My Hair

I got it cut shorter than chin length in October, just before Halloween. Everyone told me it looked great. I felt good about myself, because I was one of about five girls in the school who had it shorter than shoulder length (not an exaggeration).

Just before my most recent hair cut (my third one with it being shorter than chin), when I was, in exasperation, complaining of needing a trim, my peers expressed shock. They had supposedly been under the impression that I was going to grow it out again–a one-time thing, on a teenaged whim. I was frustrated because I thought that they didn’t mind, and didn’t expect me to conform to typical standards of appearance. Almost everyone I’ve spoken with about my hair has said that it looked good when it was long–which it didn’t. It got chunky by the end of the day, or stringy, and it was always flat, and looked a little thin. It actually looks pretty thick now that it’s pixie-length, and it’s far easier to take care of. I intend to have it short for the remainder of my existence.

I’ve been mistaken for a boy at least three times now.

When I went to Montreal for Thanksgiving, a woman who worked at the pool desk at the hotel greeted my mother and me, told my mother where the women’s changing room was, looked at me, and hesitantly said, “And the men’s room . . .”

I was a little confused. I’m small-boned, so it’s hard for me to look “masculine”, and I was wearing a light-blue t-shirt, so it didn’t make much sense to me that that was the conclusion the woman would come to.

Mom later explained that the French culture has less emphasis on looking “masculine” for males, and there’s a little more ambiguity for gender identity. I wasn’t exactly insulted; mostly startled. People expected “feminine”-looking boys, but not girls with short hair?

The second time was when I was at a karate class preparing for an upcoming tournament–my first. I was conversing with some very young, juvenile boys–they were maybe between six and eight years old–when one of them hesitantly asked me if I was a boy of a girl.

I have a sort of low voice, and I was wearing a baggy gi, so I could understand the confusion.

When I asked the boy if it was the hair, he immediately said it was my voice, but maybe he was just embarrassed that I had anticipated that conclusion and didn’t want to be offensive.

The third and most recent time is a slightly longer story.

I had had a half day at school but I still needed to go to track practice. So I went home, I got changed, and my friend’s mother drove me to school. I didn’t have a phone because all of my clothes lacked pockets, and I didn’t have a key for the same reason. It was sunny and I don’t remember if I even had sunblock and it was only May, I think, but it was hot.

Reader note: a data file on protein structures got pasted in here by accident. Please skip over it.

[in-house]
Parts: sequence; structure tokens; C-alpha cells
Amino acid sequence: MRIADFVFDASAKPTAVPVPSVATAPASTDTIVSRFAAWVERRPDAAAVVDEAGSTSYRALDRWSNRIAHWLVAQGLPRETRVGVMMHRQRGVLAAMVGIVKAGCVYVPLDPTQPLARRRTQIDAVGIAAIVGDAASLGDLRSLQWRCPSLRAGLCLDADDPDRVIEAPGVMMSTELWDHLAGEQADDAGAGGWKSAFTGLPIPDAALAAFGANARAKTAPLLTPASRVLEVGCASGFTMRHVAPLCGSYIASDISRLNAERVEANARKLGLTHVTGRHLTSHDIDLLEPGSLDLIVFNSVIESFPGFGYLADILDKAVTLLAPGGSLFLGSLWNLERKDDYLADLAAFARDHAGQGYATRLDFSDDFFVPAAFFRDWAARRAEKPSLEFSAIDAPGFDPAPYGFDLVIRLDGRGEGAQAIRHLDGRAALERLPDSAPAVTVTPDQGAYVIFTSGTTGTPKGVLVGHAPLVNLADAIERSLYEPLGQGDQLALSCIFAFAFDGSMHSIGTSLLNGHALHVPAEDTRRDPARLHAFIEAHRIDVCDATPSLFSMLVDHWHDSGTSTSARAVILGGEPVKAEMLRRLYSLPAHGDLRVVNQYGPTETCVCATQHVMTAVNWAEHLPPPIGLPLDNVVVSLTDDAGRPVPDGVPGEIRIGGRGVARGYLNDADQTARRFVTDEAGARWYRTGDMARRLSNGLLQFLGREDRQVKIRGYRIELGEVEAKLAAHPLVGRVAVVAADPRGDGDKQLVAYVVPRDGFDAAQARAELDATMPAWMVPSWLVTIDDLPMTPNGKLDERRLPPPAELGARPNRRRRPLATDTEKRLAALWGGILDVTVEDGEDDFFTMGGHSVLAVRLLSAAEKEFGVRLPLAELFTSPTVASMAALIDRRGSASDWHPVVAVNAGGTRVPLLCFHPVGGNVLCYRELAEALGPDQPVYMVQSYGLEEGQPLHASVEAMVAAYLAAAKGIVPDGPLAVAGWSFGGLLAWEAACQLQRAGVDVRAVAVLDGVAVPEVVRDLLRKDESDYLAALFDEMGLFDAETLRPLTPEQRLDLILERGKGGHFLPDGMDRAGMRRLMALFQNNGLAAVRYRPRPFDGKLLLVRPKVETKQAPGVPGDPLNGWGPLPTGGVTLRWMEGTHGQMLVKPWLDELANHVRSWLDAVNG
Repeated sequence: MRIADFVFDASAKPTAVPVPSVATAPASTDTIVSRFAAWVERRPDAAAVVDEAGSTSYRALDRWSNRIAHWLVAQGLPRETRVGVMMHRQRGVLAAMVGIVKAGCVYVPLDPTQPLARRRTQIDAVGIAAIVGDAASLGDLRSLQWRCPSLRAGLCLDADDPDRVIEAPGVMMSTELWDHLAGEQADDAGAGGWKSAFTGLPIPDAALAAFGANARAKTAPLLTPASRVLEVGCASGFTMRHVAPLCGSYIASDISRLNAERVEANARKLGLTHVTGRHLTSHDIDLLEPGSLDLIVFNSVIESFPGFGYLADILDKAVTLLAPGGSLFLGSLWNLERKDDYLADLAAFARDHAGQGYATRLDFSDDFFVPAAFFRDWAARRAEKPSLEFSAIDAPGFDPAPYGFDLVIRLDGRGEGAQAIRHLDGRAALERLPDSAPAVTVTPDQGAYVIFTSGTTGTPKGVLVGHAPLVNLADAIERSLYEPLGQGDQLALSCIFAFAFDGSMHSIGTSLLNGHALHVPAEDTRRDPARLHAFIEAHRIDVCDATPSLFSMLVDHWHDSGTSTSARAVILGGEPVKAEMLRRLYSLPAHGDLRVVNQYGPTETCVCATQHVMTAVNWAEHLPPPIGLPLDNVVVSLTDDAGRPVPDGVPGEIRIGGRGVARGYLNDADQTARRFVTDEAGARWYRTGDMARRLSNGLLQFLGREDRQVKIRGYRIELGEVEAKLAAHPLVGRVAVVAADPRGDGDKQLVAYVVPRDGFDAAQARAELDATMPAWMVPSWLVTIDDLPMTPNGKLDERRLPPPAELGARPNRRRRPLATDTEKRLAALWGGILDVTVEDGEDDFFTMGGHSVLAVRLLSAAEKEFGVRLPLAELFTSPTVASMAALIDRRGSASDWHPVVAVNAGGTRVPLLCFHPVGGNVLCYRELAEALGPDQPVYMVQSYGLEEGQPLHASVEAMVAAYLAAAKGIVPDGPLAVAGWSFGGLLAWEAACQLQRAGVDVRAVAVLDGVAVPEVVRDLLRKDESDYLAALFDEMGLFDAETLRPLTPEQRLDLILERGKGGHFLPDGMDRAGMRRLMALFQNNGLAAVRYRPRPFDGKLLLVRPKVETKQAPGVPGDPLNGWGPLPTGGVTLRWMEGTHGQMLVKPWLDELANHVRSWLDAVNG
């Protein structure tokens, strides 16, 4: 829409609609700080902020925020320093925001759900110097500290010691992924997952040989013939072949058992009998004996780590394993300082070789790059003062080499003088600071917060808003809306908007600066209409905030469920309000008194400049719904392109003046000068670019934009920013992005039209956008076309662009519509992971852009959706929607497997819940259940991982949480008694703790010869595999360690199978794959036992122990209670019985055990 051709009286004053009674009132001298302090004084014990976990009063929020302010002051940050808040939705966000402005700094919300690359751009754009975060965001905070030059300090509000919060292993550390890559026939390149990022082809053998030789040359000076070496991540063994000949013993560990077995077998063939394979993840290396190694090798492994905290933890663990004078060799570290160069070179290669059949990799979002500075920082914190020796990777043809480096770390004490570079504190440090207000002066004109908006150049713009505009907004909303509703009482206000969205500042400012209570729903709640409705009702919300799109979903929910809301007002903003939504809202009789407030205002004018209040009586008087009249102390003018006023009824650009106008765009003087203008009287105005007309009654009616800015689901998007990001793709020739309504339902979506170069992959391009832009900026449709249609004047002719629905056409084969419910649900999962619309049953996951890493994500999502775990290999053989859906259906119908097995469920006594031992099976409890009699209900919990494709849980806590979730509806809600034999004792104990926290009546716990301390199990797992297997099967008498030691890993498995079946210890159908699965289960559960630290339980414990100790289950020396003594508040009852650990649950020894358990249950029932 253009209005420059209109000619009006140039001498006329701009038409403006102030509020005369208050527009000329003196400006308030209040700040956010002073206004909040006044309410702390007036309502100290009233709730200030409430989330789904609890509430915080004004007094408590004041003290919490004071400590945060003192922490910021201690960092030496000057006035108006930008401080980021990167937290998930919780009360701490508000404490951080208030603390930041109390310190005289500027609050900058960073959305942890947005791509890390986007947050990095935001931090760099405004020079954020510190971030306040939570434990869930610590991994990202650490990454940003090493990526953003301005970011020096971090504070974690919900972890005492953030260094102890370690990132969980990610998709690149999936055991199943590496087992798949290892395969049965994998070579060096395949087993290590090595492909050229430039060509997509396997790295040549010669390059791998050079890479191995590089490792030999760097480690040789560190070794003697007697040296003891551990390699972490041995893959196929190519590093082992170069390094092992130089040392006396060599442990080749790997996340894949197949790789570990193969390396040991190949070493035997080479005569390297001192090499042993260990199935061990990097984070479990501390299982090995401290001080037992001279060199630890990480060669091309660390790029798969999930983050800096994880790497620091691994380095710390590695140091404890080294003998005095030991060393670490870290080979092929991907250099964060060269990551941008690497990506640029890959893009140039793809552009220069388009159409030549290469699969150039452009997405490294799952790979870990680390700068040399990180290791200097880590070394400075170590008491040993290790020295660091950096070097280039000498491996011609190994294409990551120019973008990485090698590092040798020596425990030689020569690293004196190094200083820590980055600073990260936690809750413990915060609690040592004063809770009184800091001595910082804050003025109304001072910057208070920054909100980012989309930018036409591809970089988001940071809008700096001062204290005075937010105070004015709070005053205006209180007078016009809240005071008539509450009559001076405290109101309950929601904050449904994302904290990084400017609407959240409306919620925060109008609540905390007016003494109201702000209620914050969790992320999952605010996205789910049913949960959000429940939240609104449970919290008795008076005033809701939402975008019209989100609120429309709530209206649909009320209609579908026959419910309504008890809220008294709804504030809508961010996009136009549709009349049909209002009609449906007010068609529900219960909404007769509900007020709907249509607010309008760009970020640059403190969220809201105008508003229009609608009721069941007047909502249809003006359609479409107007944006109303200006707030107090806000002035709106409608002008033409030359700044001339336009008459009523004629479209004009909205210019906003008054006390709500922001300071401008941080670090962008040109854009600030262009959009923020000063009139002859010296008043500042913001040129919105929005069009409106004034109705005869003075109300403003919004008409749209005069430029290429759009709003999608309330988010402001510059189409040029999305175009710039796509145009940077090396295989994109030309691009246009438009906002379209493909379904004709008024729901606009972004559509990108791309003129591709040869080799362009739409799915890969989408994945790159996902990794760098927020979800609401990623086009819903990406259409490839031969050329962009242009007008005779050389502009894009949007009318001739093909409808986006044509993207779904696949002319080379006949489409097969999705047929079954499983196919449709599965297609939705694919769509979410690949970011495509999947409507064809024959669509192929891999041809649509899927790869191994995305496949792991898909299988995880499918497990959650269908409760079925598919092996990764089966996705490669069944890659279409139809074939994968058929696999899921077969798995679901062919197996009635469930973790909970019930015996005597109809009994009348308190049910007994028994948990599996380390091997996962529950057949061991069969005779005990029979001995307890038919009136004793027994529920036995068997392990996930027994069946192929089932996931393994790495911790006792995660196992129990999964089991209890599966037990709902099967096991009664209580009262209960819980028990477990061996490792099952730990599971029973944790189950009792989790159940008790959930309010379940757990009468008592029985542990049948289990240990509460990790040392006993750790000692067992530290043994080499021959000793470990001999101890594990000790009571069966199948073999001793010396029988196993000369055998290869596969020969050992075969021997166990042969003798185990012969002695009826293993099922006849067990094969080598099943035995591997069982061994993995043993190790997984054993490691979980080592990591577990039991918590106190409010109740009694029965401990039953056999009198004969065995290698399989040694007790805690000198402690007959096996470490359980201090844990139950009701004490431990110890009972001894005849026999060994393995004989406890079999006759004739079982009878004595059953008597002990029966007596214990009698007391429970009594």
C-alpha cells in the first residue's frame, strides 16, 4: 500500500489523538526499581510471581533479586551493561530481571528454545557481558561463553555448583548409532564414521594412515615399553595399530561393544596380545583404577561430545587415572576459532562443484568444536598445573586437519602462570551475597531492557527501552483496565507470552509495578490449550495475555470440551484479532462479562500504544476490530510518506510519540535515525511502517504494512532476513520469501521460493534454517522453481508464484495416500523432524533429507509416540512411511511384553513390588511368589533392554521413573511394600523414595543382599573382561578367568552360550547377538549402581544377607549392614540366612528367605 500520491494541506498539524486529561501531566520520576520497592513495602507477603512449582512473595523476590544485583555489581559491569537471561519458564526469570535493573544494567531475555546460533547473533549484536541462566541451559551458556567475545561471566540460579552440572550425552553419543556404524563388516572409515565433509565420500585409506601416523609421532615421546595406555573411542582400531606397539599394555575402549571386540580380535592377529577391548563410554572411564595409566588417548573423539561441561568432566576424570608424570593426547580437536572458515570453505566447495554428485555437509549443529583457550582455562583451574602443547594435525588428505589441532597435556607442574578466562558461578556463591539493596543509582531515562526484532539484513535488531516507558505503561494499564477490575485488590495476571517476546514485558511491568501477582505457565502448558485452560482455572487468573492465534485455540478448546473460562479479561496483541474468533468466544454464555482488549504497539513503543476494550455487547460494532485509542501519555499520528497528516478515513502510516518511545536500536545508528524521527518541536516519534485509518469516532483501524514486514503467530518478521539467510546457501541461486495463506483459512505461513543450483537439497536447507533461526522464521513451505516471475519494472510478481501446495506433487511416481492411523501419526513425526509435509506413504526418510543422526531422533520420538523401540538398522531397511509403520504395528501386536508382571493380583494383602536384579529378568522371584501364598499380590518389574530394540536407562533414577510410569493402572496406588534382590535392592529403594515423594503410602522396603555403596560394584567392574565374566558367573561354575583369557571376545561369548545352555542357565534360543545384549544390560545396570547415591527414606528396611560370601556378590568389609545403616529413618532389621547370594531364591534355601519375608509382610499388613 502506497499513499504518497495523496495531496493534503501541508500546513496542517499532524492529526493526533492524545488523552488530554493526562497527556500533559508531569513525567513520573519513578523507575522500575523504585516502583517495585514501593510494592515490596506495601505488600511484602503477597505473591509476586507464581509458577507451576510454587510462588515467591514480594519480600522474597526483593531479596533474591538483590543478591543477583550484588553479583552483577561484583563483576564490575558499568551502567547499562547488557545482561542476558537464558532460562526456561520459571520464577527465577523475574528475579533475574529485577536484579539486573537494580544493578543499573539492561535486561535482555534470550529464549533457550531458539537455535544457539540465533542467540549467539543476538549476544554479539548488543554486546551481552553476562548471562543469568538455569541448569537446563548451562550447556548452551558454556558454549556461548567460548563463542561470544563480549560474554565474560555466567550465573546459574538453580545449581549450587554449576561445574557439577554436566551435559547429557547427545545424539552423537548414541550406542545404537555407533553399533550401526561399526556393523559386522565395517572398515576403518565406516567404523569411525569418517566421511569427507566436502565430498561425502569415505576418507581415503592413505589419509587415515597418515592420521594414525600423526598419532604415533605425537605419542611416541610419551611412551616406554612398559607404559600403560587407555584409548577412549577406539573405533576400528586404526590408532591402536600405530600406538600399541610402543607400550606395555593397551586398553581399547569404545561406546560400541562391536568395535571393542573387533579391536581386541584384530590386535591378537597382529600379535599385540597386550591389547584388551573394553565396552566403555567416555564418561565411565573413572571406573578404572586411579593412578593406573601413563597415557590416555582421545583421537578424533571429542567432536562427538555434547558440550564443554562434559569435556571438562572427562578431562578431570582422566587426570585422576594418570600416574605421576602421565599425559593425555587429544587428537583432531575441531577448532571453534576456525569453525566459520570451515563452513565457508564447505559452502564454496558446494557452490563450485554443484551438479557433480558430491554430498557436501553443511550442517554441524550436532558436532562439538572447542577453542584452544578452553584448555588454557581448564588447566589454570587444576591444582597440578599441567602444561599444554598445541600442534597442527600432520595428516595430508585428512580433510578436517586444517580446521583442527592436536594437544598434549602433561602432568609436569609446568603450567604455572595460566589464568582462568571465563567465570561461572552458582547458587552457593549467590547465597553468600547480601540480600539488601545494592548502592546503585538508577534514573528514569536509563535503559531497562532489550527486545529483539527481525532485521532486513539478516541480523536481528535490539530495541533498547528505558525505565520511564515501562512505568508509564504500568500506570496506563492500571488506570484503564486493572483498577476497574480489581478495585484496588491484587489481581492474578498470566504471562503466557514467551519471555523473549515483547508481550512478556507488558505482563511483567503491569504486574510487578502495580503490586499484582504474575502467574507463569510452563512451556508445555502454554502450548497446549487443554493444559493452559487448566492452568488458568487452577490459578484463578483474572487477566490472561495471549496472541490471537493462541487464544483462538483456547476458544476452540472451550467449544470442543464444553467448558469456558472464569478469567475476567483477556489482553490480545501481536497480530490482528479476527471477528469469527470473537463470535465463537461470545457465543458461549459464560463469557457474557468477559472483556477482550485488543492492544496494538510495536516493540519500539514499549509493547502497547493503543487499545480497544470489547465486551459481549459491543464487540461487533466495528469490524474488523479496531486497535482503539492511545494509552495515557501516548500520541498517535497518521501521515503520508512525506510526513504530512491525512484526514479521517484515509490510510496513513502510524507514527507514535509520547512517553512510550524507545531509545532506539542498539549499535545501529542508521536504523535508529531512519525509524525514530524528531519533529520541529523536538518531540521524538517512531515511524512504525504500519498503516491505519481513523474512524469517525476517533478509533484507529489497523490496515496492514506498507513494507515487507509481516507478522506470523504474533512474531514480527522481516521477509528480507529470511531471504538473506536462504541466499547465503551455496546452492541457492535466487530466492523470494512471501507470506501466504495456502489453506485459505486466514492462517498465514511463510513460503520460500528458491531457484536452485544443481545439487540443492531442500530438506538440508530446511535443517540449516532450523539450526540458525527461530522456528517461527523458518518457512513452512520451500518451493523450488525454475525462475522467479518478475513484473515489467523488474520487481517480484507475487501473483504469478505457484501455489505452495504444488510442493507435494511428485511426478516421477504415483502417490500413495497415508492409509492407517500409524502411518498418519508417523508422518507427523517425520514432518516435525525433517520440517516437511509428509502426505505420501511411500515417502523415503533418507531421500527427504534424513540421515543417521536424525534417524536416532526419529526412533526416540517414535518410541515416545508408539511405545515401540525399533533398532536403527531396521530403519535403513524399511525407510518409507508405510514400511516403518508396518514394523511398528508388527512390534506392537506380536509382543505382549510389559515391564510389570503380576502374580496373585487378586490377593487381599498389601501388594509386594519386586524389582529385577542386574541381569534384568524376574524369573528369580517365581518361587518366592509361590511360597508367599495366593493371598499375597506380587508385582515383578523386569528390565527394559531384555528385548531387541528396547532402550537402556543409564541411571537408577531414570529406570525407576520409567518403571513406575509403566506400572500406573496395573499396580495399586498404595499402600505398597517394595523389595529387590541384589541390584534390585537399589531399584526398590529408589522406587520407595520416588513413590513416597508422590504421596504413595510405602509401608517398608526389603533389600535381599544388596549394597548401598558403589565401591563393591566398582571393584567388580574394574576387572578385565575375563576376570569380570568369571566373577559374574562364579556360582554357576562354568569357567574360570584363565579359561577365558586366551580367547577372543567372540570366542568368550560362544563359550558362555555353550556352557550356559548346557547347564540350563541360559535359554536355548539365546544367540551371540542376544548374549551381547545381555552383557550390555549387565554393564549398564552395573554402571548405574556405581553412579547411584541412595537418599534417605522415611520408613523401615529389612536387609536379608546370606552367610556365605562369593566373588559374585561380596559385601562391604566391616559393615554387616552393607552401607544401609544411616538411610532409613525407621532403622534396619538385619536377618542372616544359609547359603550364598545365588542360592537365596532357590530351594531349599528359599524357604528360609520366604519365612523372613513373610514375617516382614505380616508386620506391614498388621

So my friend drove me home again, and I rang the doorbell like fifteen times before getting angry, throwing my sunglasses, and in desperation watching as my ride drove away. I then proceeded to yell and curse myself and my mother–me for not going up to my ride and politely asking to be driven to their home to wait, and my mother because she was “so frigging inconsiderate”.

I stomped around furiously for a little while, exhausted, hot, anxious, and in a rage. Insects swarmed my head. I tried to count the time in order to accurately complain at my mother when the opportunity arose–the instant I saw her.

Eventually, I decided I would have to go and call her to mope, and maybe stay there until she returned for me and I made her life a hell on earth.

After debating furiously with myself whether I should go to my 93-year-old tennis-pro neighbor’s house despite being unsure of whether or not she was home; or I should risk the longer walk on a busier road (well, as busy as it gets in rural Connecticut) to my friend’s house, who I knew for sure was at home because she, too, was on the track team.

I wrote an angry message on the top of our driveway in chalk and walked to my neighbor’s house.

I rang the doorbell. She let me in, acted as though she didn’t recognize me, and let me use the phone. I called my mother and began to cry–I had gone on a long, exhausting run with the distance girls and now I had been outside in the hot sun for at least 50 minutes. She had assumed that I knew the code to open the garage door, which I didn’t, and had left without a thought. After arguing with my mother, I thanked my neighbor, who told me I was “a nice young man” and told me to say hello to my mother for her.

So that is the lengthy story of my hair, which is actually still pretty short.

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